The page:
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NLP vs NLU vs NLG

April 5, 2021 NLU

Making our machines proficient in Natural language is the first step in making them as intelligent as human beings. In this context, Artificial Intelligence practitioners have been throwing the terms NLP, NLU, and NLG, at the general folks. These terms, sounding too much alike to the non-practitioners, are a source of imminent confusion for them. So to understand the difference between these terms, we need to have a closer look at them.

What is NLP?

NLP stands for Natural Language Processing and is one of the most exciting and popular Artificial Intelligence branches. It has evolved from computational linguistics – the branch of linguistics that takes advantage of tools and techniques of various fields like Computer Science, Linguistics, Anthropology, and others to analyze and synthesize a language.

Natural language inputs are unstructured in their format and converted to a structured one with the Natural language processing algorithms. Syntactical parsing of data helps in recognizing the Entities and their Intents. This structure allows machines to understand language with better ease and efficiency.

Applications of NLP

  1. Auto-complete in Search Engines
  2. Spelling correction
  3. Language Translator
  4. Grammar Checkers
  5. Split compound sentences into simple sentences
  6. Text-Summarization
  7. Lexical Disambiguation by creating structural data

What is NLU?

NLU or Natural Language Understanding is a subset of the NLP engine. It comprises Semantic Analysis as it helps the machine understand the intended meaning and context of the text. The machines must establish relationships between various entities and intents in the data structure. Thus, NLU is that component of the NLP engine that accrues meaning based on the text machine processes.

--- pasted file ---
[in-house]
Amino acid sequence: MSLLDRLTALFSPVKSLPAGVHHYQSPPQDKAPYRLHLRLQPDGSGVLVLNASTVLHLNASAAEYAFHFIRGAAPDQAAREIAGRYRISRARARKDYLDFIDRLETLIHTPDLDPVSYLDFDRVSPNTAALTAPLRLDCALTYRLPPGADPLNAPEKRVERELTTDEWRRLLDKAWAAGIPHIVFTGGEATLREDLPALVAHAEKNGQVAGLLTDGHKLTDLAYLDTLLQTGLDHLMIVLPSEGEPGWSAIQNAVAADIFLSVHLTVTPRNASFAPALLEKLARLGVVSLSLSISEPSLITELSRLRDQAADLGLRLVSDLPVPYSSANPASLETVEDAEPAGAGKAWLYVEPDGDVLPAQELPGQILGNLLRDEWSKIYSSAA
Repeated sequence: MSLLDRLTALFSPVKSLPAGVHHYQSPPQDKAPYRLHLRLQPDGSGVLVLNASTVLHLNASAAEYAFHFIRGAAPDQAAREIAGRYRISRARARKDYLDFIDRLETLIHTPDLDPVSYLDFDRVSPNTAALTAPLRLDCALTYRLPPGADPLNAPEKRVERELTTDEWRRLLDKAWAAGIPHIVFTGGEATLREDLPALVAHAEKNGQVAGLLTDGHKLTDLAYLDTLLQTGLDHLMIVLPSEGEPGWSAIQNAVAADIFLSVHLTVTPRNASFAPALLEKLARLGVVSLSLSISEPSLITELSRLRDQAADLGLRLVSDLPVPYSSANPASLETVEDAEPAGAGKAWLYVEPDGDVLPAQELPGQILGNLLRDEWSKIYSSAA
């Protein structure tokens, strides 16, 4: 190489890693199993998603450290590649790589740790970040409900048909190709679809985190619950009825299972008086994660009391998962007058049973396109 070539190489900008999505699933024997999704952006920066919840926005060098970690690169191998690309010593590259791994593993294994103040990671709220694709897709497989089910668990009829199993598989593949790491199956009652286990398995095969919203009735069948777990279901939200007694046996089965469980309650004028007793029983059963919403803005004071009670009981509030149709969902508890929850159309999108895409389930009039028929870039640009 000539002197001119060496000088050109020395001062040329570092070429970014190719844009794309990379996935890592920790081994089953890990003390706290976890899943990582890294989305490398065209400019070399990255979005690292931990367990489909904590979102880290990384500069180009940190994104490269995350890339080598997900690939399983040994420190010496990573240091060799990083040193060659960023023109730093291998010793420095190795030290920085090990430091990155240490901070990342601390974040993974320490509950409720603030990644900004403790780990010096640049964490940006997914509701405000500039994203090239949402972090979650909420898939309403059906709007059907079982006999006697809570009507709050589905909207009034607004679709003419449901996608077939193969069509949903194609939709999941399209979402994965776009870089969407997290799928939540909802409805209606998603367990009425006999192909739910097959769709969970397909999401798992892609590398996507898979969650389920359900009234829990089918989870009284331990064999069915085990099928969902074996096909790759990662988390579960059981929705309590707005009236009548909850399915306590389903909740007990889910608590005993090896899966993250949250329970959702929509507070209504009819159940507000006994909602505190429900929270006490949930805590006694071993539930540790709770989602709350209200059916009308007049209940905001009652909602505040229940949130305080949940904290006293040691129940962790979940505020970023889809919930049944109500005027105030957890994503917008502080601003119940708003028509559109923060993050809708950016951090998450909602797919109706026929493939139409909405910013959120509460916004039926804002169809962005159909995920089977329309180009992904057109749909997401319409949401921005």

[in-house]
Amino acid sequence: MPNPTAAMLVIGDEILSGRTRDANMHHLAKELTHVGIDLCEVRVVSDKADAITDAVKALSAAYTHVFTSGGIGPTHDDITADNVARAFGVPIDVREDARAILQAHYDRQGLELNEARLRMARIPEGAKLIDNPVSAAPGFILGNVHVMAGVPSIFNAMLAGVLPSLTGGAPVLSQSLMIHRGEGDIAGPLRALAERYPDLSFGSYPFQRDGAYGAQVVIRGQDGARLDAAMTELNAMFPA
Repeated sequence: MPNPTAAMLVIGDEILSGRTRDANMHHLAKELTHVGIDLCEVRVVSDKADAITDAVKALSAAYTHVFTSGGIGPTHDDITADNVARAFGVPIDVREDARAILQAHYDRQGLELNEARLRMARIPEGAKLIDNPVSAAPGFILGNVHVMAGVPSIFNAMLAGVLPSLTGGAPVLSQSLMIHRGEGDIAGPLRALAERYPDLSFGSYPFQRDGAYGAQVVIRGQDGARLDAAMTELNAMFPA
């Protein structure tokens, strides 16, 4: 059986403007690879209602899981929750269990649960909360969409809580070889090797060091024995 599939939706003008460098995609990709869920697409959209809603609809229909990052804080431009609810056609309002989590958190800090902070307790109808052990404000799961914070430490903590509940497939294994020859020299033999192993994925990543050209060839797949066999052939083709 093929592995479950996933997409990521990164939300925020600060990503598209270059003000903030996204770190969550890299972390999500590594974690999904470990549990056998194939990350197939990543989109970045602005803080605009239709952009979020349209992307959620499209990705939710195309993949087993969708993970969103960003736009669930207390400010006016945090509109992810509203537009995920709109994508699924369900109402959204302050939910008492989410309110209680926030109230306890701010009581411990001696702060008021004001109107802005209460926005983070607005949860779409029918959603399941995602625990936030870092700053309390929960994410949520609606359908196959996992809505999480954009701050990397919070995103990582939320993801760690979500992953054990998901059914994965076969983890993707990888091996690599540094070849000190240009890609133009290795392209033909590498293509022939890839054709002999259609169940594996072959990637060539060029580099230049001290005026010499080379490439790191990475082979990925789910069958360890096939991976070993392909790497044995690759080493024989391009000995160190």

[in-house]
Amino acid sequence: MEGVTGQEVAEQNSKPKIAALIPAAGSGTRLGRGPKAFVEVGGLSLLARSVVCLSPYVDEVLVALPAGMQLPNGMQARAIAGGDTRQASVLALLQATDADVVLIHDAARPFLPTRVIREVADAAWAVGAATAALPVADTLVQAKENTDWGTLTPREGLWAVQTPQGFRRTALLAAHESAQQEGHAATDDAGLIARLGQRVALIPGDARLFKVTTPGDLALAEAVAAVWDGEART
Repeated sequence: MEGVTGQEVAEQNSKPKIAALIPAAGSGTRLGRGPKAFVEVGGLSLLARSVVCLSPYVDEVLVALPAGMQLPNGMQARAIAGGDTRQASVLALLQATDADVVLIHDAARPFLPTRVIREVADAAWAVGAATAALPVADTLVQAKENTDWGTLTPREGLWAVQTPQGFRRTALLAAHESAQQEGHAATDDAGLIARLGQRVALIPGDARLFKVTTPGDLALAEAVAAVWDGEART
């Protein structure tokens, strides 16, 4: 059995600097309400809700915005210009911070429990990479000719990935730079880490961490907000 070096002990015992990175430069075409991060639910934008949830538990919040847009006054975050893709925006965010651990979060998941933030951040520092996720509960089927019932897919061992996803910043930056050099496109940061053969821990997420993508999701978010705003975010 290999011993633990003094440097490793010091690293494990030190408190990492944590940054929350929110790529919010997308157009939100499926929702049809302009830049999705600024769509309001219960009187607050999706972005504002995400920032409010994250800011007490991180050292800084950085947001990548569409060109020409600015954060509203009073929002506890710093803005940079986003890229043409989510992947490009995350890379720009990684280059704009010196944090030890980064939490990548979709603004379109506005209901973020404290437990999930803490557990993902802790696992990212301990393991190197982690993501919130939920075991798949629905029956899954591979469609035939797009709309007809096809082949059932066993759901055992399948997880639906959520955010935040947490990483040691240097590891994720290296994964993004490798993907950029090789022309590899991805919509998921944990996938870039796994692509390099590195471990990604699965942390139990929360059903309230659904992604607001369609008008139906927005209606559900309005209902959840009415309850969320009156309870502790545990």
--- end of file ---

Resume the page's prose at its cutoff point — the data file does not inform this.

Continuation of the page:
Applications of NLU

  1. Sentiment Analysis
  2. Profanity Filtering
  3. Spam Filtering
  4. Speech Recognition
  5. Chatbots
  6. Text-Summarization

What is NLG?

It stands for Natural Language Generation. It is a significant part of the NLP and often leaves people awed when they witness it for the first time. After the machine has learned to read and understand the text, it essentially can take inputs in naturally written/spoken text.

The next logical step is to get the writing part correctly. Natural Language Generation helps the machine generate unstructured data closer to human language. NLG is based on the structured data generated by NLP and reflects the meaning derived by NLU.

Applications of NLG:

  1. Chatbots
  2. Text Summarization
  3. Voice Assistants
  4. Image Captioning

It is rather hard and even impossible to distinguish use cases as using only NLP, NLU, or NLG. All the real-world applications of Natural Language Processing leverage the three heads of the NLP engine.

Future of NLP

NLP is an evolving field with its accuracy increasing just as much as its complexity. In the past, handwritten rules created the NLP models. As it was an insufficient approach, a shift to machine learning algorithms like Logistics Regression and SVM took place. Machine learning, although, was a hollow approach to NLP as it didn’t include NLU. As there was no understanding, there was no intelligence as well. But as Deep Learning became a part of NLP, multiple exciting trends came to the forefront. Some trends include:

  1. Sophistication in neural networks and the use of state-of-the-art NLP libraries like Spark NLP, spaCy, NLTK, etc., is bound to increase in the future. This rising excitement reflects in the increasing number of papers originally presented at the ACL conferences.
  2. Exponential growth in the availability of training data as more and more people go digital.
  3. Transfer learning decreasing the training time for models is another exciting trend. It would help in the growth of more NLP-based products in a lesser amount of time.
  4. Market intelligence monitoring
  5. Growth of intelligent chatbots.
  6. Multilingual NLP
  7. Sentiment Analysis on Social media.
  8. NLP models to start programming.

Frequently Asked Questions

Someone said Alexa is an example of NLU, while I think it’s an example of NLG. Who’s correct?
Both as well as None. Alexa, in its current form, uses both NLU and NLG. It uses NLU to attach a meaning to the spoken input you give, and once it understands and decides to respond, the response is generated using NLG.

I want to focus on NLP, but my friend says it has got no future, and I should go for Computer Vision instead. Is it so?
One can answer this question with the help of a market revenue statistic sourced from statistica.com. Worldwide market revenue for NLP in 2017 was 3185.7 million USD which rose is expected to be 43,289.9 million USD in 2025. Computer Vision’s market is immense, but NLP is not short of opportunities in any sense.

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